Friday, November 1, 2019

Damage awards should be capped for product liability suits Research Paper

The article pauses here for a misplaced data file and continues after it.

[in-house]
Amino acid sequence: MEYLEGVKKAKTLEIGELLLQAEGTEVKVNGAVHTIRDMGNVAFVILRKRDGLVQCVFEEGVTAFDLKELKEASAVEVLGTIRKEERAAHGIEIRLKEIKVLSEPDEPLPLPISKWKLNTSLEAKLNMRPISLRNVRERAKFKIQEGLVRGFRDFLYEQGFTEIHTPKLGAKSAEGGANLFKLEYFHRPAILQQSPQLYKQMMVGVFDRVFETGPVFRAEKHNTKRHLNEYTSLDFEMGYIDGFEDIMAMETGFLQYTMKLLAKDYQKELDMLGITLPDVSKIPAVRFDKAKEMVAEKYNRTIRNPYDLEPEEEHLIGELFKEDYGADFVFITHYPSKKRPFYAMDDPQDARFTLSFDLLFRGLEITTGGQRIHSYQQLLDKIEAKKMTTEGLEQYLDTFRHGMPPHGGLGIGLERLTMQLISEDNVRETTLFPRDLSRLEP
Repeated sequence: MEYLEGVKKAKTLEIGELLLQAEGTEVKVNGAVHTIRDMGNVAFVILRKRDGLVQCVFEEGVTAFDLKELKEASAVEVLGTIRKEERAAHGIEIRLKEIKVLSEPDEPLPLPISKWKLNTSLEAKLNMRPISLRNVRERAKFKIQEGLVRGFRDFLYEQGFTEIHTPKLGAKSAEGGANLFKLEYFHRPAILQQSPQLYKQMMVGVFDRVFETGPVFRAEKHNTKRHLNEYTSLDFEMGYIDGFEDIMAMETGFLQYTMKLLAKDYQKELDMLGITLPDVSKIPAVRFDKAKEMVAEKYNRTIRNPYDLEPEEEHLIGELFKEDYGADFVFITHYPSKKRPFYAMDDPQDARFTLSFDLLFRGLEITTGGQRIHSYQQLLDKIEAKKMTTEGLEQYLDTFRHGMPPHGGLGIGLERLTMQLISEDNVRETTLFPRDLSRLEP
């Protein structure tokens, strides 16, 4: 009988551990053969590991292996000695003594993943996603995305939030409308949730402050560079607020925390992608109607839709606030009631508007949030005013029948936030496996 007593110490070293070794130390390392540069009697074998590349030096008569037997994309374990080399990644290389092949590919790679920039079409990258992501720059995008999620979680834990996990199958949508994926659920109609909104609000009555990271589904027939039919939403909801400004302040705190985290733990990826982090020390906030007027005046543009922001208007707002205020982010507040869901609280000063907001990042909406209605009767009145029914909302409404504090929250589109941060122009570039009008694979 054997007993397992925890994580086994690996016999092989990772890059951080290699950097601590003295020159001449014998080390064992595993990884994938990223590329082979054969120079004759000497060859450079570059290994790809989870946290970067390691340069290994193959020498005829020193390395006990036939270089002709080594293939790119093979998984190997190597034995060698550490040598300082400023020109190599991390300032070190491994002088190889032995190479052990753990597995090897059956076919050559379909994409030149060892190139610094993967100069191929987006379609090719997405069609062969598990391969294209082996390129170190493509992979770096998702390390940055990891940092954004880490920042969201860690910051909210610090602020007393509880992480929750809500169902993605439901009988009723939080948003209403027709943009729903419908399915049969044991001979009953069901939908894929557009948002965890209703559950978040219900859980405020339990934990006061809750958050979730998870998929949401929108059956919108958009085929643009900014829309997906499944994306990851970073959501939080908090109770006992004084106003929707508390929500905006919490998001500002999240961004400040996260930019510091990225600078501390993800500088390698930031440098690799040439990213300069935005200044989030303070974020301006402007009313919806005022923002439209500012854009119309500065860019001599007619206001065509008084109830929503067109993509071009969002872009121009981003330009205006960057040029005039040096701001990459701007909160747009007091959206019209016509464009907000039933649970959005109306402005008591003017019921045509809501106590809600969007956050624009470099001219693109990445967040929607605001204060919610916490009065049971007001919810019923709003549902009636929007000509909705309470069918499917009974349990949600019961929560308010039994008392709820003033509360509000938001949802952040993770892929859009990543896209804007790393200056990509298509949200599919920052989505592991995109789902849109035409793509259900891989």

Damage awards should be capped for product liability suits - Research Paper Example This implies that if consumers are injured or suffer because of a product they purchase and use, they should possess a defective products claims. One of the key aspects of a product liability claim is determining the amount and the type of damages that a consumer suffers after using a product. Due to the complexity of determining the compensation, it is imperative for consumers to estimate their damages up front. For instance, if the consumer suffers minor injuries and the financial losses incurred are insignificant, then it implies that it is unnecessary to initiate a claim. In the same way, consumers who suffer fewer damages have a less chance of finding a lawyer as compared to those who incur significant damages. Customers who suffer significant damages are advised to catalog and list the damages at the beginning of their lawsuit (Kinzie and Mark 21). The responsibility for a defective product lies with a manufacturer or anyone who supplied the product. On the part of the manufacturer, he is responsible for producing the product that causes damage to the consumer. In the same way, the initial design of the product may be of poor quality, thus resulting to the defects during the production process. Additionally, poor marketing by the manufacturer, making of misleading claims and lack of providing the correct information regarding the product makes the manufacturer to be responsible for a defective product. Once the products are distributed from the manufacturer to the retailers, the retailer can also be held responsible. It is important to note that if a manufacturer is no longer operating his or her business or it becomes difficult to identify the source of a defective product held by a retailer, consumers can seek for compensation from the retailers. This implies that all the members of the distribution channel have an obligatio n of ensuring that products they handle are safe (Moore and Michael 26). Despite that consumers are the major

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